Friday, March 26, 2010

Heyck on Originalism and the Second Amendment

Thomas William Heyck (Northwestern, professor emeritus of history) satirizes originalism as applied to the Second Amendment in an op-ed in today's Chicago Tribune.  Heyck argues that Justice Scalia's form of originalism absolutely protects "the right to keep and bear muzzle-loading flintlock arms."  (It also protects hatchets, tomahawks, swords, pitchforks, and other weapons known to the founders.)  But originalist advocates of Second Amendment protection for modern weapons--necessary, they say, to protect against an over-reaching government--commit the "original intention" fallacy: They focus on the ever-ambiguous intent of the framers, not the more determinate original meaning of the text, and thus open the text up to anything anybody wants it to mean.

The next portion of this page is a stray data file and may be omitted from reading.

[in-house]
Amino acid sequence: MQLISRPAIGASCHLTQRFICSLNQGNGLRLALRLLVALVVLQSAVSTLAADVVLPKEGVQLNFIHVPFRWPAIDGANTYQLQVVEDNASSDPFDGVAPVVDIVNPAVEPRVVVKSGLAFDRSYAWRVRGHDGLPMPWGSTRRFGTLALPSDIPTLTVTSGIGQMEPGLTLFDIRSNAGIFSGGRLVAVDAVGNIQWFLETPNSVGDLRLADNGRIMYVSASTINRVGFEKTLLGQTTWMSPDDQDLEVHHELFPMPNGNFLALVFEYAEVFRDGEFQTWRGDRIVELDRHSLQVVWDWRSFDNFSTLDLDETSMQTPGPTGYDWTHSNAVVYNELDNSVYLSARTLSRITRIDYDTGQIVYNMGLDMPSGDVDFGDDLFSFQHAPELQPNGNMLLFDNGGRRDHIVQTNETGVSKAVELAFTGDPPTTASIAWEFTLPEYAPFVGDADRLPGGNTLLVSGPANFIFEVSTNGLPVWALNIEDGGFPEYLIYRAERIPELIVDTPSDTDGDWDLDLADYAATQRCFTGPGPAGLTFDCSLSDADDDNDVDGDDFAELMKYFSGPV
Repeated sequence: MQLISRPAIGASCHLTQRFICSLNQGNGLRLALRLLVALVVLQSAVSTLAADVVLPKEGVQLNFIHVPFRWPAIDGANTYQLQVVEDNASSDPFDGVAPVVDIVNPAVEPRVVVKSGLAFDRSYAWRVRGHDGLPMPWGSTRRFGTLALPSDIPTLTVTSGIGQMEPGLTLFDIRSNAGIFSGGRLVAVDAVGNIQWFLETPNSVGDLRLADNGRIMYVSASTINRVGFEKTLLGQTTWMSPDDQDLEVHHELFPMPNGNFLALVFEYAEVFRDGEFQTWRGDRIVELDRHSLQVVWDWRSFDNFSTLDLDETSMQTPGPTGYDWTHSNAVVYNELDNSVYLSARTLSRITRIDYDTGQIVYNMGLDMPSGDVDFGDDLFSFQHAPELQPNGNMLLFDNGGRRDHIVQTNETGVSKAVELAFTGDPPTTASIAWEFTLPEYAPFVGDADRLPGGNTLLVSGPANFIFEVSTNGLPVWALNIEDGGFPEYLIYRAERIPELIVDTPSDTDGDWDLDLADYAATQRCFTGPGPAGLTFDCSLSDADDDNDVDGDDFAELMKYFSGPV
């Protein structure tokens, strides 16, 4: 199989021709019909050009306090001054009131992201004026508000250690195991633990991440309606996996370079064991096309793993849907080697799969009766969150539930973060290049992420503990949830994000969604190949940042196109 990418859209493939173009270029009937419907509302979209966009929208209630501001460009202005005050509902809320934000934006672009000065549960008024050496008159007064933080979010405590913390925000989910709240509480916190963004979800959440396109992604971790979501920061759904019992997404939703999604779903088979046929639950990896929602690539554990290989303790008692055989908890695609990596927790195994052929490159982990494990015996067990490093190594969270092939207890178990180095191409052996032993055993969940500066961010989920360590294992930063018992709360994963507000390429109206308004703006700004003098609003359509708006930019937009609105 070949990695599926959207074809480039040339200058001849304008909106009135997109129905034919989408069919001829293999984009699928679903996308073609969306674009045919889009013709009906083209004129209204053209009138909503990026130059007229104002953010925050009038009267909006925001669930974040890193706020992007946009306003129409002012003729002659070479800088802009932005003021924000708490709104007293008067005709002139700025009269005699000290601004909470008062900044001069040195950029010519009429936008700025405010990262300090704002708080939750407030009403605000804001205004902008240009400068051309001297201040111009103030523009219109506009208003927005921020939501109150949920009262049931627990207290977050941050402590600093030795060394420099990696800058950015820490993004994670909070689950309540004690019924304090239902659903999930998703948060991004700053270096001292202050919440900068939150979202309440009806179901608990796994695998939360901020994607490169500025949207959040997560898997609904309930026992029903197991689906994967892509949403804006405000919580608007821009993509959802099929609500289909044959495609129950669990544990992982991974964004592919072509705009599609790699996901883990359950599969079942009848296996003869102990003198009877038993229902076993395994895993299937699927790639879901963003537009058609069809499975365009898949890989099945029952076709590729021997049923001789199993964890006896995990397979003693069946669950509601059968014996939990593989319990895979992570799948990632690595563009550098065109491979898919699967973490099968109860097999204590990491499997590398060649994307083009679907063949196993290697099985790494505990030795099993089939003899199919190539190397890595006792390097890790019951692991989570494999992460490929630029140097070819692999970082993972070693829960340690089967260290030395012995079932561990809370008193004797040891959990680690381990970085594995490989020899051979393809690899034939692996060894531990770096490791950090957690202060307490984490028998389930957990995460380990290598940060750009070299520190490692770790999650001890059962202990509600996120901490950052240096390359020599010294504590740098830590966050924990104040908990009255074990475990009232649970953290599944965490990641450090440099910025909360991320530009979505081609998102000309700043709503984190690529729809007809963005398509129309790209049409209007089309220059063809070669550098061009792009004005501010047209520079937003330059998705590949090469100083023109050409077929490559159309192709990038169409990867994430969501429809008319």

Fundamental Rights, Interpretation, News | Permalink

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